The Power of Networks

Medical staff wearing white coats and scrubs sit in a semicircle with their hands stacked in the middle.

Clinical research networks bring together scientists, clinicians, and community stakeholders to identify important clinical questions and design and conduct high-quality studies to answer them. Scientific evidence generated by such studies can impact clinical care, as several recent findings from NICHD’s networks demonstrate.

Last month, the Neonatal Research Network (NRN) reported that hydrocortisone is no more effective than placebo at preventing bronchopulmonary dysplasia (BPD), a chronic respiratory disease common in extremely preterm infants who require oxygen and ventilator therapy. While this may be considered a “negative” finding, in that the drug did not improve outcomes, it nonetheless provides us with critical information to guide clinical care: hydrocortisone is ineffective for BPD prevention, and we must pursue alternate strategies.

Children’s responses to medical therapies frequently differ from those of adults, yet pediatricians too often must make decisions according to best guesses based on adult studies. To help fill these knowledge gaps, NICHD’s Pediatric Trials Network (PTN) studies the formulation, dosing, efficacy, and safety of drugs in pediatric populations. For example, a PTN clinical trial showed that three broad-spectrum antibiotic combinations commonly used to treat complicated intra-abdominal infections in preterm infants are equally safe. These safety data will help guide recommended medication label changes for premature babies with such infections, as well as provide reassurance to those who make care decisions for these infants.

Our networks also strive to optimize the delivery of care. Traditional CPR training teaches healthcare providers to provide the same depth and rate of compression to every child, regardless of their age, size, or underlying illness. A clinical trial conducted within the Collaborative Pediatric Critical Care Research Network (CPCCRN) compared standard CPR with a more personalized approach in which providers were trained to adjust their CPR technique according to how the child’s blood pressure responded. Among patients in pediatric intensive care units who experienced cardiac arrest, there was no significant difference in survival between those receiving personalized CPR and those receiving standard CPR. However, both groups achieved higher-than-expected survival rates, nearing 60%, and the personalized training did improve blood pressures during CPR.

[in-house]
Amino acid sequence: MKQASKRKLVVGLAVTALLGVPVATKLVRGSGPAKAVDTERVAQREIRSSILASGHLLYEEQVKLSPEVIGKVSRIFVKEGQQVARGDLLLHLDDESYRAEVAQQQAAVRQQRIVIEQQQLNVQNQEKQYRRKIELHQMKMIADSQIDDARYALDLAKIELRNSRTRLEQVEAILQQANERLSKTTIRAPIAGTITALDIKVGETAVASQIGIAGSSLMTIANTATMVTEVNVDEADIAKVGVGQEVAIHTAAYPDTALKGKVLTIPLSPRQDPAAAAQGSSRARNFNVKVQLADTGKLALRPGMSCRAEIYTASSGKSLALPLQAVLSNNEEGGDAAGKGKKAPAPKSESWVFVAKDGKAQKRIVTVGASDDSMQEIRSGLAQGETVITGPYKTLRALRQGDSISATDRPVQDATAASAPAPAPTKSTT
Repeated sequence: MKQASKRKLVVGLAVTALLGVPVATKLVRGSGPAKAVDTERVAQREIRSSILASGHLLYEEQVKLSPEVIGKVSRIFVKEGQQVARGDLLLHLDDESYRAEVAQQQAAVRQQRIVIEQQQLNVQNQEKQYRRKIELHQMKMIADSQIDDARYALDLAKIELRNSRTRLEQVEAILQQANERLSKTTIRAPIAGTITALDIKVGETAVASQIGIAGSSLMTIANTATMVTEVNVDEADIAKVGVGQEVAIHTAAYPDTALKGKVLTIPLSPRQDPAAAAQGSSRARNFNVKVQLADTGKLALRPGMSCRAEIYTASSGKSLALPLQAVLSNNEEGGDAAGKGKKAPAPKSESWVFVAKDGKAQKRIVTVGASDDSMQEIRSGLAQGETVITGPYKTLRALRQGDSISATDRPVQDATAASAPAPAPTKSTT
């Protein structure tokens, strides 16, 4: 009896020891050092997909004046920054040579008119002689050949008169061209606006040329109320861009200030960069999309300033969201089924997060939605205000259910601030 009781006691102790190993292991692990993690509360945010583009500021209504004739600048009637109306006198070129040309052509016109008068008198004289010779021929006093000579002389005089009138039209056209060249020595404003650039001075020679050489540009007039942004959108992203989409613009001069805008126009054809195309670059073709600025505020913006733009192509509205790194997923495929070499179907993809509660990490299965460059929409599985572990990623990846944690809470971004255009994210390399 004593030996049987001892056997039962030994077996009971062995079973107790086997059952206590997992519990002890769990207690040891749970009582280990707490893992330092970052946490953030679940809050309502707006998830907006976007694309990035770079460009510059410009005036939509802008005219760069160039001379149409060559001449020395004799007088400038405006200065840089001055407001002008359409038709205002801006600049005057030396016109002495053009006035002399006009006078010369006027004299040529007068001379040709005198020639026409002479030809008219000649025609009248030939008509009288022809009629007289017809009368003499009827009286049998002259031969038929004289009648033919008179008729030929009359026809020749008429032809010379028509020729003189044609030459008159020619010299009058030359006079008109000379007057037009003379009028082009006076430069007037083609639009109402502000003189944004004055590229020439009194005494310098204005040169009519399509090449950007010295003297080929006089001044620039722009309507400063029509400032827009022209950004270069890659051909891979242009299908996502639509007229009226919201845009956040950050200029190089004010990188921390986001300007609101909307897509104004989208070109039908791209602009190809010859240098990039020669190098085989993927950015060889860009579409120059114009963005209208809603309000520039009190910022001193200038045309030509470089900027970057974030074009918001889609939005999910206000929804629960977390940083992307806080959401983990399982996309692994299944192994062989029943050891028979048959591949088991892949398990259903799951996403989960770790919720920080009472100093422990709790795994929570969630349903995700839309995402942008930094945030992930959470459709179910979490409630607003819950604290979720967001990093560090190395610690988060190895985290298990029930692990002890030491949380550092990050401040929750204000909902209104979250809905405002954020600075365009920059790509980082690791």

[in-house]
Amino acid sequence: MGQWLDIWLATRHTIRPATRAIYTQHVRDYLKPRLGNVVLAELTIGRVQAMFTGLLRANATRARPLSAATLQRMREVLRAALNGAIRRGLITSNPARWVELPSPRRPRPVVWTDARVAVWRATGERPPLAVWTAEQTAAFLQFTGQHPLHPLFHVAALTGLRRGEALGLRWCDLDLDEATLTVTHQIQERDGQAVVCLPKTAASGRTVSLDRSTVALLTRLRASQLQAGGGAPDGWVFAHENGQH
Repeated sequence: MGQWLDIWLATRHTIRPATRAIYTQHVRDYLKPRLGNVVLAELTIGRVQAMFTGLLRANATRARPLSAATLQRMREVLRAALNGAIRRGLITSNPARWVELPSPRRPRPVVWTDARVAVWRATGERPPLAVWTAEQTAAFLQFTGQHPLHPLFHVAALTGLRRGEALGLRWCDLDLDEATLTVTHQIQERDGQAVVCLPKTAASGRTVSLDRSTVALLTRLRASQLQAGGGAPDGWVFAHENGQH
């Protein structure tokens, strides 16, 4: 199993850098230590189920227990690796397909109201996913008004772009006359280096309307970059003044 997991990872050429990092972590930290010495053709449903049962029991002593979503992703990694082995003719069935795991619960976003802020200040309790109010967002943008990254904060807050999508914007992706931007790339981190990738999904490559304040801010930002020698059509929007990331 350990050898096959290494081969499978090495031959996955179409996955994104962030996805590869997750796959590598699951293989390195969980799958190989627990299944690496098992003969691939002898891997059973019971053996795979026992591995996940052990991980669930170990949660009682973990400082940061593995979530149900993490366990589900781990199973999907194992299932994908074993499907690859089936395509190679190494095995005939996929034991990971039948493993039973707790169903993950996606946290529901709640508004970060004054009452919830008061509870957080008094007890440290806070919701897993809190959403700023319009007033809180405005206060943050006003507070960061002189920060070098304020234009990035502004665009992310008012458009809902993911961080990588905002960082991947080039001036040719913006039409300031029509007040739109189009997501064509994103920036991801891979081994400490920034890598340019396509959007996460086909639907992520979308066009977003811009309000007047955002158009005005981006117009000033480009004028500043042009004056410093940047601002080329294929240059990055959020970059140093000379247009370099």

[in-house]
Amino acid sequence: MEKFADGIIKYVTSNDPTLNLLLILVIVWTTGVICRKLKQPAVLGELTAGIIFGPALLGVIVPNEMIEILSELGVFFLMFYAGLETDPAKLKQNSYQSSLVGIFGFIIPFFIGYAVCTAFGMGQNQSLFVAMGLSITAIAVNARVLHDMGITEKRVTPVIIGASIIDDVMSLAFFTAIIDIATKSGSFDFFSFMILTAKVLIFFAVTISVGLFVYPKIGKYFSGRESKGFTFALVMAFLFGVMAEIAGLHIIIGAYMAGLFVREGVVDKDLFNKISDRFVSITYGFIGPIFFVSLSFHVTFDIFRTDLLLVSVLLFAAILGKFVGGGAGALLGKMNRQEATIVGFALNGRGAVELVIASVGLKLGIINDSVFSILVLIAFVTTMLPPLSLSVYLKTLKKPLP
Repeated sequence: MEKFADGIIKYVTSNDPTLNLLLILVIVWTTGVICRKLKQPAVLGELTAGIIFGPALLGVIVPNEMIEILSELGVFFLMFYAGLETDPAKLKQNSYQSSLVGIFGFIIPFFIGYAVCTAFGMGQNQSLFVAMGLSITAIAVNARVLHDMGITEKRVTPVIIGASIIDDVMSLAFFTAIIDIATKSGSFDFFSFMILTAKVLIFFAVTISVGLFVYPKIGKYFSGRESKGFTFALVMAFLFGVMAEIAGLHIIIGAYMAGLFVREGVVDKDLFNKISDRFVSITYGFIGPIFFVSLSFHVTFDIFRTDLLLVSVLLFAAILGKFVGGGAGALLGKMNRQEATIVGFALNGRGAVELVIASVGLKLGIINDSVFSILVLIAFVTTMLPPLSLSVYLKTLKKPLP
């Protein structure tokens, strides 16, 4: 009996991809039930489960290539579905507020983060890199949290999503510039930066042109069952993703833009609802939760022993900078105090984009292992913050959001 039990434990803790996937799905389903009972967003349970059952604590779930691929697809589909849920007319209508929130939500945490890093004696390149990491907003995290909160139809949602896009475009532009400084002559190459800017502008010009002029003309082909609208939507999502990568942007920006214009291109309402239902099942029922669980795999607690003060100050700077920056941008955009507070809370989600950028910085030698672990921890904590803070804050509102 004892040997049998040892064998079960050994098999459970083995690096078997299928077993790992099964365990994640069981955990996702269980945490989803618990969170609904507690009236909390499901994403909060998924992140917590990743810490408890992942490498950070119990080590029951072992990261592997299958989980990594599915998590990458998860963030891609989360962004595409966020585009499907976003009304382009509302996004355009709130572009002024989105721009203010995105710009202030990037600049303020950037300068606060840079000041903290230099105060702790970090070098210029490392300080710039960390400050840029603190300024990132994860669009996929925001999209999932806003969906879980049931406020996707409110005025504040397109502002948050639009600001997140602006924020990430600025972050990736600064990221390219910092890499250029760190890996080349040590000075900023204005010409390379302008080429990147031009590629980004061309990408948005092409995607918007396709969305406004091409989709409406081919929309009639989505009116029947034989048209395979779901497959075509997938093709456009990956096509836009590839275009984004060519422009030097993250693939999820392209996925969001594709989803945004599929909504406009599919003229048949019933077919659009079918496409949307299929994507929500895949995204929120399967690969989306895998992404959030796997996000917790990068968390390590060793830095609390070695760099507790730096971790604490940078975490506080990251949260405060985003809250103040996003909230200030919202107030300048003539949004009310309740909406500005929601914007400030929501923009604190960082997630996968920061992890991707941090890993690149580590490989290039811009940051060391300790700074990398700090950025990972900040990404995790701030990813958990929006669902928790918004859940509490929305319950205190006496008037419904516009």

In some cases, study findings can be translated into tools to guide clinical decision-making. NICHD’s Maternal-Fetal Medicine Units (MFMU) Network recently updated its calculator external link to estimate the likelihood of having a successful vaginal birth after cesarean. Pregnant people and their healthcare providers can use these estimates to inform the decision about whether to attempt a vaginal delivery. The updated calculator excludes the variables of race and ethnicity, which are social rather than biological factors, in response to concerns that their inclusion could help perpetuate health disparities.

Notably, all of these advances were published during the COVID-19 pandemic, which has posed numerous obstacles for investigators, clinical site staff, and research participants. As they navigated these challenges, many of NICHD’s networks also leveraged their infrastructure and expertise to tackle emergent research questions raised by the pandemic. For example, the PTN is studying the dosing and safety of drugs being used to treat children with COVID-19, and work by the MFMU Network is providing critical information about the effects of COVID-19 during pregnancy and postpartum.

Beyond their scientific outputs, research networks foster team science and promote the development of junior investigators. Networking is essential to build relationships and help identify collaborative opportunities. For example, the independent investigators awarded supplemental funding to explore potential effects of COVID-19 vaccination on menstruation have come together at monthly meetings to discuss progress and exchange ideas. I encourage everyone—from trainees to senior scientists—to actively explore ways to network with your colleagues and potential collaborators.  

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